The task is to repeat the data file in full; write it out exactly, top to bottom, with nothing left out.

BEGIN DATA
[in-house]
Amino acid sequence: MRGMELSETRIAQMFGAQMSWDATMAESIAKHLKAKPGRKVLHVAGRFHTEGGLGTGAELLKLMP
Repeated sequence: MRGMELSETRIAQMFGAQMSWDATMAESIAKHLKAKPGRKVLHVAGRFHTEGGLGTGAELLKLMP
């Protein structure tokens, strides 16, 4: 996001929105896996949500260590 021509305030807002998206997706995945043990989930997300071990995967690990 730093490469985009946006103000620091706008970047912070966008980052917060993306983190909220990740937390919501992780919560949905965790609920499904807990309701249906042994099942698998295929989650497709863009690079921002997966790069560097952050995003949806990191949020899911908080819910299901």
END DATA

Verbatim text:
[in-house]
Amino acid sequence: MRGMELSETRIAQMFGAQMSWDATMAESIAKHLKAKPGRKVLHVAGRFHTEGGLGTGAELLKLMP
Repeated sequence: MRGMELSETRIAQMFGAQMSWDATMAESIAKHLKAKPGRKVLHVAGRFHTEGGLGTGAELLKLMP
């Protein structure tokens, strides 16, 4: 996001929105896996949500260590 021509305030807002998206997706995945043990989930997300071990995967690990 730093490469985009946006103000620091706008970047912070966008980052917060993306983190909220990740937390919501992780919560949905965790609920499904807990309701249906042994099942698998295929989650497709863009690079921002997966790069560097952050995003949806990191949020899911908080819910299901």